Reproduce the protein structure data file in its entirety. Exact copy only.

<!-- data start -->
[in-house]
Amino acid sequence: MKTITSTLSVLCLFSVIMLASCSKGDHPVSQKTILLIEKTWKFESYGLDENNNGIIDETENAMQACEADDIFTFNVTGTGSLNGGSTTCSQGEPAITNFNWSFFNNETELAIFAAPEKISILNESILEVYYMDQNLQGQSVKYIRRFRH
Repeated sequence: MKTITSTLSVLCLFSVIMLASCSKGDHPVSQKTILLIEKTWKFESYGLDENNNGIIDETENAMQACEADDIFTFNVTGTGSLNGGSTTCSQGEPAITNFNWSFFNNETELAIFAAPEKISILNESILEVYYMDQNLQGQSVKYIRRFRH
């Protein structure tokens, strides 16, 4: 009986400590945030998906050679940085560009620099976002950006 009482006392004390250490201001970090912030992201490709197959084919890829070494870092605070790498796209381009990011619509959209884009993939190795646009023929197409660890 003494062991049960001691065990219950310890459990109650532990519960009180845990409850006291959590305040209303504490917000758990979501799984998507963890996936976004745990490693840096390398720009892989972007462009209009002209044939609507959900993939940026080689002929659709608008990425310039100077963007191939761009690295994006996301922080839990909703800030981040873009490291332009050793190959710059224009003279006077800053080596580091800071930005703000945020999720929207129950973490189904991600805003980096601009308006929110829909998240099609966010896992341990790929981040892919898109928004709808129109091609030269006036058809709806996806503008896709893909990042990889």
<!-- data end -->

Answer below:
[in-house]
Amino acid sequence: MKTITSTLSVLCLFSVIMLASCSKGDHPVSQKTILLIEKTWKFESYGLDENNNGIIDETENAMQACEADDIFTFNVTGTGSLNGGSTTCSQGEPAITNFNWSFFNNETELAIFAAPEKISILNESILEVYYMDQNLQGQSVKYIRRFRH
Repeated sequence: MKTITSTLSVLCLFSVIMLASCSKGDHPVSQKTILLIEKTWKFESYGLDENNNGIIDETENAMQACEADDIFTFNVTGTGSLNGGSTTCSQGEPAITNFNWSFFNNETELAIFAAPEKISILNESILEVYYMDQNLQGQSVKYIRRFRH
């Protein structure tokens, strides 16, 4: 009986400590945030998906050679940085560009620099976002950006 009482006392004390250490201001970090912030992201490709197959084919890829070494870092605070790498796209381009990011619509959209884009993939190795646009023929197409660890 003494062991049960001691065990219950310890459990109650532990519960009180845990409850006291959590305040209303504490917000758990979501799984998507963890996936976004745990490693840096390398720009892989972007462009209009002209044939609507959900993939940026080689002929659709608008990425310039100077963007191939761009690295994006996301922080839990909703800030981040873009490291332009050793190959710059224009003279006077800053080596580091800071930005703000945020999720929207129950973490189904991600805003980096601009308006929110829909998240099609966010896992341990790929981040892919898109928004709808129109091609030269006036058809709806996806503008896709893909990042990889």